It was early October and the Illinois archery deer season was underway. The temperature was about 80 degrees and the dew point was near 70. Combined with gnats, mosquitoes and a few horseflies, conditions were less than favorable. It was hard to believe a deer would get up and move, let along come within bow range. But, please read on!
My husband John and I had relatively short walks to our tree stands; however, we paused at a clover field long enough to cool off. We also needed to check wind direction before making a final decision on which stands we would hunt that evening. As we stood there, John had sweat dripping off his brow and a mosquito that was bound and determined to bite. The more he swatted, the more he sweated. John muttered “welcome to the Midwest heat and humidity,” and we headed in separate directions to our blinds.
Not long after John settled into his blind, dried off and applied insect repellant, things suddenly appeared brighter. When we talked on the two-way radios, he told me that he spotted movement in the brush approximately 50 yards from his stand. In less time than it takes to tell, a beautiful 10-point buck stepped out of the thicket and walked broadside, within range. John released the arrow and the buck went down within 80 yards of his stand!
Some hunters claim they avoid hunting in early season because they do not want to spook deer out of the area prior to the rut. Some just prefer to wait until the weather breaks. However, there are some veteran hunters who do get out in early season, knowing a great opportunity exists.
Early-season bucks are easier to pattern prior to the rut simply because they are more prone to stay within the safety of their home range. They have no reason or desire to travel great distances from the bedding area to the feeding area – unless of course they are pushed out of their comfort zone. I sincerely believe that mature bucks are creatures of habit early in the season – long before the breeding begins.
It is a well-known fact that bucks prefer dense cover to bed down. They like to be secluded and close to a food source. Food sources vary from mast-producing trees to farm fields, including soybeans and corn. Whitetails are comfortable dining on both with regularity.
Acorns are a favorite food source in early season. However, ambushing a big buck near oak trees requires smart hunting techniques. In other words, it will do you no good to hunt near a tree that had deer previously visited because acorns often vanish quickly in early season. When you find a tree producing mast, and it has fresh deer sign around it, the time to hunt it is now!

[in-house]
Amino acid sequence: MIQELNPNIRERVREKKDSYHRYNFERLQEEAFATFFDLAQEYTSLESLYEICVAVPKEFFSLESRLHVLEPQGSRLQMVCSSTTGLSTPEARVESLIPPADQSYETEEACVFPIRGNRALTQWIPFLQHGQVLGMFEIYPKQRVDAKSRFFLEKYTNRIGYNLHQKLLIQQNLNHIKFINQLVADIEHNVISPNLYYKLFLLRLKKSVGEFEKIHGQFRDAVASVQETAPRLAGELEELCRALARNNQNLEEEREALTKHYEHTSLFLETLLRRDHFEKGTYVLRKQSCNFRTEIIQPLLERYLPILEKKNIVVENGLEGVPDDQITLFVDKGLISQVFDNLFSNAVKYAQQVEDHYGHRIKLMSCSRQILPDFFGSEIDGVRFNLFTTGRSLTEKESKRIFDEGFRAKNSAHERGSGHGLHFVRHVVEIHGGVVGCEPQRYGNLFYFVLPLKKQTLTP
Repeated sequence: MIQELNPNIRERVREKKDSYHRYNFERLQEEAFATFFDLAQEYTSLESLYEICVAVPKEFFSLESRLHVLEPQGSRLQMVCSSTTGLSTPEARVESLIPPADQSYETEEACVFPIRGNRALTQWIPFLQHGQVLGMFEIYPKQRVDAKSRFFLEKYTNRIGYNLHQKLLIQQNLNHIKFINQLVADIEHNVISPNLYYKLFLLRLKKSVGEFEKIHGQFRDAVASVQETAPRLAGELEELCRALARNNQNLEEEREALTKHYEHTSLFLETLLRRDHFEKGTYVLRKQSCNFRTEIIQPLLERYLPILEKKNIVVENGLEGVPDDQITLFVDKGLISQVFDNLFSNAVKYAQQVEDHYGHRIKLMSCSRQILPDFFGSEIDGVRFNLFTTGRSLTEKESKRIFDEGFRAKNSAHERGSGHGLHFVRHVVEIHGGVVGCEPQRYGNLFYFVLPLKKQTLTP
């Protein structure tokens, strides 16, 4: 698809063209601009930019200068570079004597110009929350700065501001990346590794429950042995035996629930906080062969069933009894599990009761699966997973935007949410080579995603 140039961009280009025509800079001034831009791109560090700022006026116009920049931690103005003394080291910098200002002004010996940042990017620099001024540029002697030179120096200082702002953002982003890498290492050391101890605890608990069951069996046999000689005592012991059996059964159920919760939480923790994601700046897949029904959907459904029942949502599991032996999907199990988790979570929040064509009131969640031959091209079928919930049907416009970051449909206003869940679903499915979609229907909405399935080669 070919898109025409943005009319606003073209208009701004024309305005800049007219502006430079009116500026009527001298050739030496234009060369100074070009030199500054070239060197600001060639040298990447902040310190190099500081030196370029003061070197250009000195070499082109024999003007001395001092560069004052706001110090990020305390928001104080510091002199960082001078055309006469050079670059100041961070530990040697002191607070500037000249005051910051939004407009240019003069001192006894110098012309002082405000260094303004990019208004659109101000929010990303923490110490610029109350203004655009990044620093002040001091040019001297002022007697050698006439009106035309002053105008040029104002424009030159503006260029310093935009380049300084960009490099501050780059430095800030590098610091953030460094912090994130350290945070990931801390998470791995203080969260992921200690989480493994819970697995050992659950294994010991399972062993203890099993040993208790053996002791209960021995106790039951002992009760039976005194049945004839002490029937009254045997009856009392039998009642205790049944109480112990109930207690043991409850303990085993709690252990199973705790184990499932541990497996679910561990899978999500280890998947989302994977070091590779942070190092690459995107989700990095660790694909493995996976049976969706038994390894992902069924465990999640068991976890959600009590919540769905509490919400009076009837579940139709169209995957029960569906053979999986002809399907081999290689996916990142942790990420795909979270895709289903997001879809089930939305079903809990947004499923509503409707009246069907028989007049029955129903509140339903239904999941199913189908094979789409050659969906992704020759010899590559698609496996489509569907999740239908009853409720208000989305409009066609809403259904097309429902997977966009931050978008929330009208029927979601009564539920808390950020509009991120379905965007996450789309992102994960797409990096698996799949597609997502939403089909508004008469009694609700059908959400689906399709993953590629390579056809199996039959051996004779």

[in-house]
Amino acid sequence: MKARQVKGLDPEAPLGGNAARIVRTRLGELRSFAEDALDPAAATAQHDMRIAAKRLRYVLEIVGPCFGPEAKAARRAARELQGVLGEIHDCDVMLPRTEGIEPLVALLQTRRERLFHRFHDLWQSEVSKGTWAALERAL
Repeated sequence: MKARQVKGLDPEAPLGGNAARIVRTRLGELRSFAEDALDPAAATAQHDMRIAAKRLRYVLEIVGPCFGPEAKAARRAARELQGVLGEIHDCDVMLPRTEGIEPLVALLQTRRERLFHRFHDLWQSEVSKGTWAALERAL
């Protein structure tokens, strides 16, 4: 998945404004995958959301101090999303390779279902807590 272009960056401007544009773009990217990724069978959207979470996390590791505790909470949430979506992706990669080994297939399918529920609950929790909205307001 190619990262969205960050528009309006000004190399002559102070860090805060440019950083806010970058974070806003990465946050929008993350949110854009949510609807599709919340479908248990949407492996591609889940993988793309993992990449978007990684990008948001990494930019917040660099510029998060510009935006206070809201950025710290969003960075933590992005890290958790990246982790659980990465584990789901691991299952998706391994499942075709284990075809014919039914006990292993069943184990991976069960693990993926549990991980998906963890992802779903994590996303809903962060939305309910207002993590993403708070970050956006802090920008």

I recall one occasion last season when we found a white oak dropping acorns. There was fresh scat and new rubs near the tree. We wasted no time in setting up a stand and hunting. The first evening I hunted the location, several deer, including a good buck showed up. Unfortunately, a shooting opportunity never presented itself.
Soybeans attract deer until they mature and begin turning brown. Harvested cornfields could attract big bucks, but only for a short period, and often in the dark hours. We occasionally hang stands on the fringes of crop fields, but we have more faith in ambushing a trophy buck near secluded food sources, such as oaks.
All hunters are aware that placing a stand between bedding and feeding areas can help them intercept a trophy buck. However, one important factor to remember is penetrating too deeply. It is never a good idea to penetrate a potential bedding area. Once a mature buck senses your presence, he rapidly vacates the area for safer refuge elsewhere. If there is a funnel or fenceline connecting the bedding and feeding areas, this is an awesome ambush location to hunt. Funnels and fencelines are natural travel corridors.
Insects are perhaps the biggest obstacle the early-season hunter will endure. Some say insect repellant odors stink and will repel deer. However, swatting bugs will not go undetected by any deer, and especially a big buck. There are many insect repellants on the market today – from spray to those that work off butane and have an earthy scent. It is my opinion they do a wonderful job keeping insects (not deer) at bay. Moreover, the less you are swatting, the less your body will sweat, making for a more enjoyable hunt.
If the temperature is warm, sweating on the way to the blind is inevitable. Even though we carry additional clothing, ambulating in the sweltering heat of late afternoon will cause even the coolest individual to perspire. For this reason, I carry field wipes in my fanny pack. They not only refresh, they help eliminate a lot of the human scent exacerbated by sweating.
As I sit in my office writing, I cannot help but think about the upcoming deer season and the challenges it will bring. Although it may be hazy, hot, humid, and buggy, I can hardly wait to get in a tree to see what lies ahead. It will all be worth the effort if a big buck suddenly appears out of nowhere!
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